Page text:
Quote:
Originally Posted by Gatorguy View Post

Apple hires for competitive analysis position

That suggests they are lacking in that area just now otherwise they wouldn't be hiring someone. Market analysis also isn't the same as product analysis. If Android customers are being retained due to network carriers or product availability in their geographical region then those are things Apple would be better off addressing.
Quote:
Originally Posted by Gatorguy View Post

BTW, on what are you basing your claim that Apple didn't do any studies on the potential market for an iPad?

That's not really the claim I made, I said they didn't ask customers if they wanted an iPad but regardless, we'd have found out about market studies given that they'd have to ask members of the public. I know you're trying to find ways to undermine everything that Apple says but it's not necessary to obsess over these unimportant details. Apple's competitors conducting surveys get access to buying trends just like Apple. Why is it that Apple is the one that makes the ground-breaking products? If customer surveys were so insightful, all manufacturers would get enough information on how to build great products. Customers aren't going to tell them they want a 64-bit CPU, a sapphire camera lens or a gyroscope. They can suggest some things like a fingerprint sensor and a bigger screen and they can factor some of those opinions into their product designs but it's clearly not the case that they bend to every customer preference the way that their competitors do.

There are some interesting things you can get from surveys though, here's one:

http://news.cnet.com/8301-17852_3-20055181-71.html

Survey of 2,000 people:

"The majority of these public-spirited people were Android users.
The majority of these Android users purportedly would never consider buying an iPhone, for one very simply reason: They "hate Apple."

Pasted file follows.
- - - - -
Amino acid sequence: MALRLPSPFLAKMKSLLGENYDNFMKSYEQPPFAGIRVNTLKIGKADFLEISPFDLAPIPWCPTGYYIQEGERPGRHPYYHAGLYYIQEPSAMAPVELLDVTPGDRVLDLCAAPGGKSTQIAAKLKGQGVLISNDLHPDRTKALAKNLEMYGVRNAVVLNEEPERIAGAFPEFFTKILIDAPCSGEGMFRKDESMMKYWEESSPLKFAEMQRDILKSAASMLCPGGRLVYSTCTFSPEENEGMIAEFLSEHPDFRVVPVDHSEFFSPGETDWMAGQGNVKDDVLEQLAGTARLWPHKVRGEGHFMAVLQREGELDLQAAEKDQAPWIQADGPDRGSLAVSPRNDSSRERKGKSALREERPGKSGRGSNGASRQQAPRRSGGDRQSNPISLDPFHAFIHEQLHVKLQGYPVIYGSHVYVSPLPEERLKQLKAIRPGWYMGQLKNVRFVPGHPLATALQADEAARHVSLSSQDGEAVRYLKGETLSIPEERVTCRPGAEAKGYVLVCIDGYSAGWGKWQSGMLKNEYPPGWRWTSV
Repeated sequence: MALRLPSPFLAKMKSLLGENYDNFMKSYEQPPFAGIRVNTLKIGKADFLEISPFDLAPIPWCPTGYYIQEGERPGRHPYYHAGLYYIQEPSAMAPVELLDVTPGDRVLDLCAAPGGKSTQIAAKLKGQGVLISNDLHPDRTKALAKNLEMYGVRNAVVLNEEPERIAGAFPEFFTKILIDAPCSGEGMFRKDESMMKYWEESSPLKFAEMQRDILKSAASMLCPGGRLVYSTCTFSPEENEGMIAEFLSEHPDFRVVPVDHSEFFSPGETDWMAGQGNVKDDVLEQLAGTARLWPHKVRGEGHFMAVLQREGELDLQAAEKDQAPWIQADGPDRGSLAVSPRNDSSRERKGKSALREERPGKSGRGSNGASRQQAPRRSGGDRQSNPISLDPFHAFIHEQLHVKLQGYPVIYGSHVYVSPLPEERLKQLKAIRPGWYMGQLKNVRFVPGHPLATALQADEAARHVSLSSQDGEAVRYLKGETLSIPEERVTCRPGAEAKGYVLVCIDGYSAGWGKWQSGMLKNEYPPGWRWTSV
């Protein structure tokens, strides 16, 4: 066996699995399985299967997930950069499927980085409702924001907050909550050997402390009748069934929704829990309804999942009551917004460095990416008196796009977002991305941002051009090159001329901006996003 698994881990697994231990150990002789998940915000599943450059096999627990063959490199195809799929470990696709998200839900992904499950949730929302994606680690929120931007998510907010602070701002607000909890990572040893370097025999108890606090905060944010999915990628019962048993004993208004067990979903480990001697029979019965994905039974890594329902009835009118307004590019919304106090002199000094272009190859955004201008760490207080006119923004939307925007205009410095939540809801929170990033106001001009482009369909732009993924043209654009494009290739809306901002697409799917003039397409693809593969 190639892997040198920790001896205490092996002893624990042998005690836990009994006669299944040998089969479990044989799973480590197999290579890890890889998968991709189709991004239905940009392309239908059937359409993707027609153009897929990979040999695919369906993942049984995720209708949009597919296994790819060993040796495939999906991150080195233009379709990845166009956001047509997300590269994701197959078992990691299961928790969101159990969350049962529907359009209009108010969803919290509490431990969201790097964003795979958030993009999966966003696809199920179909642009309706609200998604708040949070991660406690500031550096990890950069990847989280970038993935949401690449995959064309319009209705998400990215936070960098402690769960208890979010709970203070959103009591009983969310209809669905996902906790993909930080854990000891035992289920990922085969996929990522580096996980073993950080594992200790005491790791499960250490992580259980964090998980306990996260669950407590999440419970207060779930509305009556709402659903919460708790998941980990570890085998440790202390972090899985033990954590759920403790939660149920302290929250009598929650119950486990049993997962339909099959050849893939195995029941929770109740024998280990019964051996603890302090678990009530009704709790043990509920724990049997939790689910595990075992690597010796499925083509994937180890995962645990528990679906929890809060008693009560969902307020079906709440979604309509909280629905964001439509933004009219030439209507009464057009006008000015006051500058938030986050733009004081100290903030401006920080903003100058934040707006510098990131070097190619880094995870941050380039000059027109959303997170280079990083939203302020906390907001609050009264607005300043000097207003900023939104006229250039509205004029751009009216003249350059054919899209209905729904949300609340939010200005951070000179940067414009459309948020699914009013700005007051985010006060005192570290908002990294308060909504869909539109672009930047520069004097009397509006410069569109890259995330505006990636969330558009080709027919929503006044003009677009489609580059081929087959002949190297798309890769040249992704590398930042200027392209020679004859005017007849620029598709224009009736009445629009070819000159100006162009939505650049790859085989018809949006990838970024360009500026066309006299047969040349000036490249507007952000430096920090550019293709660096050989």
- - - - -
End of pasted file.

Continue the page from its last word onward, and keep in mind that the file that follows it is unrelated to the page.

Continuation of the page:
Indeed, only 31.2 percent of these Android users would consider buying an iPhone if it "worked better with non-iPhone apps and products." While 55.7 percent ticked the box that said, "Nothing: I hate Apple.""

We didn't need a survey to tell us that though. The question that needs answering is 'why?', why do they sign up to Apple forums to try and pick apart every statement made by a company they don't like, why do they prefer to irritate other people instead of being constructive members of forums with people who share their own interests? That needs more than a competitive analyst, it needs a psychiatric analyst.
post #131 of 153
The only way I could imagine anybody would want the 5.5/6" 'device' is if it paired with a watch which could be used for things you'd want hands free, like making calls, and would only whip out the giant screen for more webby/messaging type things.... if that were the intention, it would make some sense to me.

That being said, 5.6" becomes a 2 hander? You know it's not 5.6" WIDE, right?

Personally I like small screens and would prefer a tiny iphone, but that's what I'm hoping the watch turns into - an interface for my phone.
post #132 of 153
Quote:
Originally Posted by Marvin View Post

These are surveys to Apple customers after they bought the products. They are interested in not losing those customers. Their current products are also reaching a very mature stage of development and growth is slowing so it's not going to hurt to find out if there's some growth opportunities they're missing. You are as usual backdating a lot of your opinions to cover all the way back to the early days of the products. If they'd asked about Android in surveys before, we'd have heard about it years ago.

"We" did hear about it years ago. One of Apple's VP's (Joswiak) submitted a statement to the court in the Samsung/Apple trial explaining Apple's market studies are intended in part to "reveal, country-by-country, what is driving our customers to buy Apple's iPhone products versus other products such as the Android products". That was in relation to one specific doc ID'd by Samsung that Apple wanted sealed titled “Apple Market Research & Analysis, May 2011.” I believe that would qualify as years ago.

If you want to take that as undermining a false interpretation of something someone at Apple once said then I'd think you'd see that as commendable. Maybe some will be prompted to go back and carefully read what Mr. Jobs factually said. Either you'll see it as untrue or realize you may have misinterpreted it.

In any event Apple does study what their competitors are doing and the features that drive the purchases, and have done so for years. That's from their own legally-binding sworn statements and not a soundbite.